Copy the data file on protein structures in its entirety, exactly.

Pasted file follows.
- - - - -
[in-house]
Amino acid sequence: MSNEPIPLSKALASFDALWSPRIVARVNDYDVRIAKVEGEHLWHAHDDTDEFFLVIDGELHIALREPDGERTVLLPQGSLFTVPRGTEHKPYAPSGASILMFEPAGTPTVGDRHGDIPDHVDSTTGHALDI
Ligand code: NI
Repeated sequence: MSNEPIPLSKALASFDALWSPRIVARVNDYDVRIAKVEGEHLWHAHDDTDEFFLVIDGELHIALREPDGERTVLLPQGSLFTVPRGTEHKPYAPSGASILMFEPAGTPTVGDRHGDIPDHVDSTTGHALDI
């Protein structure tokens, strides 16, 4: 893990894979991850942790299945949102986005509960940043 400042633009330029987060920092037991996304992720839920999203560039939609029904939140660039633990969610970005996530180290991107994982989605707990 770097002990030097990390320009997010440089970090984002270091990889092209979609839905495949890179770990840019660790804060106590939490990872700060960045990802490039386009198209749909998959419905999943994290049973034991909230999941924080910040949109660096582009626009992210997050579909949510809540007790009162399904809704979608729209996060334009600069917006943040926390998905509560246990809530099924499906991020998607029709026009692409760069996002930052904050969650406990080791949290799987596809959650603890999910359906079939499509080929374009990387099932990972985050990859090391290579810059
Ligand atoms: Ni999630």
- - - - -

[in-house]
Amino acid sequence: MSNEPIPLSKALASFDALWSPRIVARVNDYDVRIAKVEGEHLWHAHDDTDEFFLVIDGELHIALREPDGERTVLLPQGSLFTVPRGTEHKPYAPSGASILMFEPAGTPTVGDRHGDIPDHVDSTTGHALDI
Ligand code: NI
Repeated sequence: MSNEPIPLSKALASFDALWSPRIVARVNDYDVRIAKVEGEHLWHAHDDTDEFFLVIDGELHIALREPDGERTVLLPQGSLFTVPRGTEHKPYAPSGASILMFEPAGTPTVGDRHGDIPDHVDSTTGHALDI
């Protein structure tokens, strides 16, 4: 893990894979991850942790299945949102986005509960940043 400042633009330029987060920092037991996304992720839920999203560039939609029904939140660039633990969610970005996530180290991107994982989605707990 770097002990030097990390320009997010440089970090984002270091990889092209979609839905495949890179770990840019660790804060106590939490990872700060960045990802490039386009198209749909998959419905999943994290049973034991909230999941924080910040949109660096582009626009992210997050579909949510809540007790009162399904809704979608729209996060334009600069917006943040926390998905509560246990809530099924499906991020998607029709026009692409760069996002930052904050969650406990080791949290799987596809959650603890999910359906079939499509080929374009990387099932990972985050990859090391290579810059
Ligand atoms: Ni999630």